Saturday, March 24, 2012

Jim Lahey's No Knead Bread Recipe

This bread recipe is all over the Internet so by reproducing it here I'm not really contributing anything new except for my thoughts and opinions about it. Lately I've been having a hard time with the sourdough so this is my fall-back favorite.

This is the recipe that sparked my interest in bread baking. The best features of this bread:
  • it's easy ("no-knead"). You really need know nothing about bread making whatsoever to make this recipe. It's perfect for a beginner.
  • the bread is crusty and rustic looking, with an airy, light crumb
  • good shape with many flexible applications: sandwiches, toasts, garlic bread
  • as a "prepare the dough one night, bake the next night" recipe, this works for people like me who work all day


  • it requires a 6-8 quart pot with a lid. The pot I use is slightly smaller--probably no more than 4 or 5 quarts. I had to buy this pot specially for making this bread. It was a great investment. By the way, I've made this bread in a ceramic casserole dish without a lid and I can safely say it makes a difference. The crust was wrong.

I had my daughter make this loaf, so the pictures below were taken of her.

Jim Lahey's No-Knead Recipe (as featured on his website and in his book, My Bread--but I just noticed that the recipe on his website is slightly different than the recipe that I copied by hand out of his book) Preparation time: about 15 minutes of actual work, 24 hours to make a loaf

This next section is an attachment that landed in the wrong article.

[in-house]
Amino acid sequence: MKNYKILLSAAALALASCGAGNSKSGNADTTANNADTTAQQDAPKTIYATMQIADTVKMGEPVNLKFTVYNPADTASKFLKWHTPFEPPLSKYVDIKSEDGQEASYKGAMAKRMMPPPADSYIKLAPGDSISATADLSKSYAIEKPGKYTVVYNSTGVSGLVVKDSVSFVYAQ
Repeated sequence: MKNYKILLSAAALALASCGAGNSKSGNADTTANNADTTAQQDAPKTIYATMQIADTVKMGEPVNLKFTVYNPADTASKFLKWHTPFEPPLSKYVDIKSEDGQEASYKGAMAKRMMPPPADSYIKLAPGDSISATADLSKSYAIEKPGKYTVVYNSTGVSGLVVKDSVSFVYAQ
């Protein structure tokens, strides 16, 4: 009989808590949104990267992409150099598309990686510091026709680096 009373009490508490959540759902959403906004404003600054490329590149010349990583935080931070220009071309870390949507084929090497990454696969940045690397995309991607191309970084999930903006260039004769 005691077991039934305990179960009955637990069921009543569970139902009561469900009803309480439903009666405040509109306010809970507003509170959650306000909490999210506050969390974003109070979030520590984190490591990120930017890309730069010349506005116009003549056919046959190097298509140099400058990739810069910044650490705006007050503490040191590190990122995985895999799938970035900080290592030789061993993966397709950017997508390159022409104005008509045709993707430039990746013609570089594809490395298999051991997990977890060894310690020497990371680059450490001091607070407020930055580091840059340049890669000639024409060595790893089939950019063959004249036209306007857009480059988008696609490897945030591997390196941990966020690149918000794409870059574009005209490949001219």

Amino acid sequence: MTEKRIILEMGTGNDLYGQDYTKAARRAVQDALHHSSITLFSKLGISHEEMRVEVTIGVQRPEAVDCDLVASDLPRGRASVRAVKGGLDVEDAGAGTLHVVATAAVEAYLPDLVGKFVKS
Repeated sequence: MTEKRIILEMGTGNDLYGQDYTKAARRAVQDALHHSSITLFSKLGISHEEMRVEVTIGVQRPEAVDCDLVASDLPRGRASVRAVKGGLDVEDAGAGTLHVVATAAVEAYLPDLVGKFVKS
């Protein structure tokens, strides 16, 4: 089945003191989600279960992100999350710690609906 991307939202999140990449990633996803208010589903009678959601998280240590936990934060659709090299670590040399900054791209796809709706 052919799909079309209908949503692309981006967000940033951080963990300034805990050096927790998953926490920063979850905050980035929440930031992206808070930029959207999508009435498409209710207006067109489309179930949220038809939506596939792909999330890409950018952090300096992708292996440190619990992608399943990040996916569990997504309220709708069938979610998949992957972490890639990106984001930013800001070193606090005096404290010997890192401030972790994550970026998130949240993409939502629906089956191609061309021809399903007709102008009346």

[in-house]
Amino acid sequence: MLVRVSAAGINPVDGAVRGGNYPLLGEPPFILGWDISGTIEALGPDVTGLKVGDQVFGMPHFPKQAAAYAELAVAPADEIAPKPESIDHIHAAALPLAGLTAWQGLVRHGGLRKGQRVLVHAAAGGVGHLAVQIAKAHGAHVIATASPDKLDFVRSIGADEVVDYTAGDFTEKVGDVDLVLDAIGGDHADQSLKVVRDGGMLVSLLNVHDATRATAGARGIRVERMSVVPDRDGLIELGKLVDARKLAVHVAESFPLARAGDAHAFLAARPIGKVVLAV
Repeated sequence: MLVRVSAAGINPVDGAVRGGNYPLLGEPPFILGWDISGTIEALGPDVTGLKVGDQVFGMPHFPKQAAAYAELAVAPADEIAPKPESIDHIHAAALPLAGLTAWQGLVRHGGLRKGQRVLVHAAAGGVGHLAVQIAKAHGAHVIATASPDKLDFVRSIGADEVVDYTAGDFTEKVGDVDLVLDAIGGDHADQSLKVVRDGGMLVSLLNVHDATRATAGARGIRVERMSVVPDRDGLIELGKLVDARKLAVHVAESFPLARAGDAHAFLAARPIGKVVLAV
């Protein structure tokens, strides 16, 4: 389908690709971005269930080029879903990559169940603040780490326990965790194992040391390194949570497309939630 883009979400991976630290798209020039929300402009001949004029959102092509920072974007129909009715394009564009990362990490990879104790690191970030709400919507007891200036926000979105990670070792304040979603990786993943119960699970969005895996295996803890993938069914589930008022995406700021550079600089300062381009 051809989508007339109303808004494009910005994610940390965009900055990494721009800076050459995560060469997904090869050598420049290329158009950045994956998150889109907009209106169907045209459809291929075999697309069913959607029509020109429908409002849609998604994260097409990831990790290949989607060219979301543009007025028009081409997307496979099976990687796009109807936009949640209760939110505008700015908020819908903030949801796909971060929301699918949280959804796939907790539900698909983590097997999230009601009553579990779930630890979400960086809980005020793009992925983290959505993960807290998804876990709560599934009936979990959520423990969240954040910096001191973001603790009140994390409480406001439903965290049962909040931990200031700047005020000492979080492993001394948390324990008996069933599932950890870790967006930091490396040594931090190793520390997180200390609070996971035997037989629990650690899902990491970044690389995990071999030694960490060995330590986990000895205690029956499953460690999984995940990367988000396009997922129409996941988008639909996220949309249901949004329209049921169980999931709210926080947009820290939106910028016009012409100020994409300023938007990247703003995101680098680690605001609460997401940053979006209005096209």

*Note that my version of this recipe is slightly different from the original, namely in the proofing time. I go for a longer proofing time so I can bake during the work week, but I've also found that the longer proofing time makes for a lighter loaf.

3 cups flour
1 1/4 teaspoons sea salt
1/4 teaspoon active or instant dry yeast
1 1/3 cup cool water

  1. Mix dry ingredients in a bowl, then add the water. Work ingredients with your hands to form a wet and somewhat sticky dough. This takes about 4 minutes. Once the dough has been mixed, place it back in the bowl and cover with a hand towel. I usually do this around 8PM at night. Let the dough sit someplace warmish for about 18 hours.
  2. Let the dough rise for around 15-21 hours, depending on the temperature of your kitchen. I usually let it sit until 5PM the following night. The dough will be risen and there will be bubbles at the surface. Scrape the sides of the dough off the bowl and tuck the sides of the dough underneath so it forms a deflated, semi-loose ball.
  3. Let the dough sit in a warm place with a hand towel over the bowl. After an hour and a half, turn on the oven to 475 degrees and place the ceramic dish with lid inside.
  4. When the dough has been sitting for two hours, scrape the sides of the dough off the bowl and tuck the sides of the dough underneath so it forms a deflated, semi-loose ball. Lightly flour the surface of the dough.
  5. Put the dough in the ceramic pot, then bake at 475 for 30 minutes.
  6. Turn down the oven to 400 degrees and remove the lid. Bake for an additional 10 minutes.
  7. Remove from the oven and allow to cool on a wire rack.
I actually have no wire rack so I cool my bread loaves on a plate and turn them upside down after 20-30 minutes. I make a point to be in the kitchen for the first 5 or 10 minutes after removing the loaf from the oven because this loaf, more than other loaves I have baked, sings:)

1 comment:

  1. i only have a dutch oven that goes up to 400 degrees... can this recipe work with that? thanks